The Jinan City was the capital of State of Chu of the Spring and Autumn (770-476BC) and Warring States (475-221BC) periods. It was called Yingdu then and was also known as Jiying for its location to the south of Jishan Mountain. It first gained its name of Jinan in the notes of Zuo Zhuan written by Du Yu, a scholar of the Western Jin Dynasty (265-316). The city was the capital of the Chu State from the first year (689BC) of King Wen's reign in the Chu State and remained so till the 21st year (278BC) of King Qingxiang's reign when Bai Qi, a Qin captain, captured the city, lasting 20 generations in 411 years. During this period, the Chu State conquered about 50 small states and reched its peak. The territory of the Chu State stretched northward to the Yellow River, eastward to the seashore, westward to Yunnan, and southward to southern Hunan, while Jinan City became the political, cultural and economic center of the Chu State as well as the largest city in the south.
The large-scale Jinan City Site is 4.5 kilometers long from east to west and 3.5 kilometers wide from south to north, covering an area of 16 square kilometers. The city wall, made of tampered earth, has a perimeter of 15.5 kilometers, with remains of 6.7 meters high found in some sections. 7 gates were opened on the four sides. The unearthed north gate in the west wall has three gateways and buildings resembling gatehouses on both sides. Two floodgates were open at the exit of ancient river courses built in the south and the north walls.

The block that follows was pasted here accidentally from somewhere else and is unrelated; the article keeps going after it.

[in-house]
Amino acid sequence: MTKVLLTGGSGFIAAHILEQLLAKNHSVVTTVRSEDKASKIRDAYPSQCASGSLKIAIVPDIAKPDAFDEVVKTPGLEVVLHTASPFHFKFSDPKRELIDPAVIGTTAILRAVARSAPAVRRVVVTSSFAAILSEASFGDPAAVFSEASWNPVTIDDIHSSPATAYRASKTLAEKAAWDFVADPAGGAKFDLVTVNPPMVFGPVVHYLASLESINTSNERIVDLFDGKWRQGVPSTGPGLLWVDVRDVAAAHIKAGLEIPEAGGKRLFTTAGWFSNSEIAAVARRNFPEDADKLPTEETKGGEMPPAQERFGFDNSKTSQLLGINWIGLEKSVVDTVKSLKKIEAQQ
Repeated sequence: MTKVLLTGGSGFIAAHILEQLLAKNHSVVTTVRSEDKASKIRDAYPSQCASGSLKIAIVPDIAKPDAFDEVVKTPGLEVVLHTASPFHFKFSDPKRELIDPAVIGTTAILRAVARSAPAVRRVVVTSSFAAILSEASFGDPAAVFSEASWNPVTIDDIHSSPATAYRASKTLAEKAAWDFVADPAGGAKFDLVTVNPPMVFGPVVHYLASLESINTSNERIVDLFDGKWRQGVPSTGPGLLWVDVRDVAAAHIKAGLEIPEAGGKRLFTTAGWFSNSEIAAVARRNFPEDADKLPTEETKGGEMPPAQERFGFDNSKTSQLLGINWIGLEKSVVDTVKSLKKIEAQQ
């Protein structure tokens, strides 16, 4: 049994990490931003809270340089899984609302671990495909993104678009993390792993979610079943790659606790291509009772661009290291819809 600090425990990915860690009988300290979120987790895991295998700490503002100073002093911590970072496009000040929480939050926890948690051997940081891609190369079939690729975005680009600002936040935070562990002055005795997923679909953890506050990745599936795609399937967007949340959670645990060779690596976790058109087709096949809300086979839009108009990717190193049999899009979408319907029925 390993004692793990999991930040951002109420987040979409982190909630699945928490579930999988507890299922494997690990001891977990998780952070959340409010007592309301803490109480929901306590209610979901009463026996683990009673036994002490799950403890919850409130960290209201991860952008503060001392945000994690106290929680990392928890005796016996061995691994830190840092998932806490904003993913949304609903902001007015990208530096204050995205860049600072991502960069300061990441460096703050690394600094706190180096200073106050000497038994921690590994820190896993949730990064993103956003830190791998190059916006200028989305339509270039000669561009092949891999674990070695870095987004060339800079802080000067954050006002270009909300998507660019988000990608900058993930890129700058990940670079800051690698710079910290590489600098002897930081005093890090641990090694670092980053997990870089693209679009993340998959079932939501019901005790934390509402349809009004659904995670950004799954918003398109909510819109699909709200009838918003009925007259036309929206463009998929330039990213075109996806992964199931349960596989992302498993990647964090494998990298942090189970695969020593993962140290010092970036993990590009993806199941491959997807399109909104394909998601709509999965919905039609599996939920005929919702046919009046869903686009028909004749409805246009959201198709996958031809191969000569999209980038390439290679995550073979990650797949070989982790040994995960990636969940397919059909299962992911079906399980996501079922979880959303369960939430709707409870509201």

Built inside the city were densely constructed tampered-earth foundations, high or low, with the highest one of 6 meters. Ancient wells and kilns were scattered inside the city site, together with a number of construction materials such as pantiles and flat tiles and cultural relics of the Eastern Zhou period. Houses of the East Zhou period that unearthed in the southeast part of the city have a wall base of 60 meters long and 14 meters wide. After the capital of Chu was moved to Chen (today's Huiyang City in Henan Province), Fenghuang Hill, located inside the city, became the burial ground during Qin and Han periods. The famous body of the Western Han Dynasty was excavated here, together with a number of bamboo slips and finely painted lacquers
Besides, three large burial grounds were discovered beyond the city site, with over 700 large- and medium-sized tombs for the royals and nobles of the Chu State. Jinan City was abandoned after Bai Qi captured it.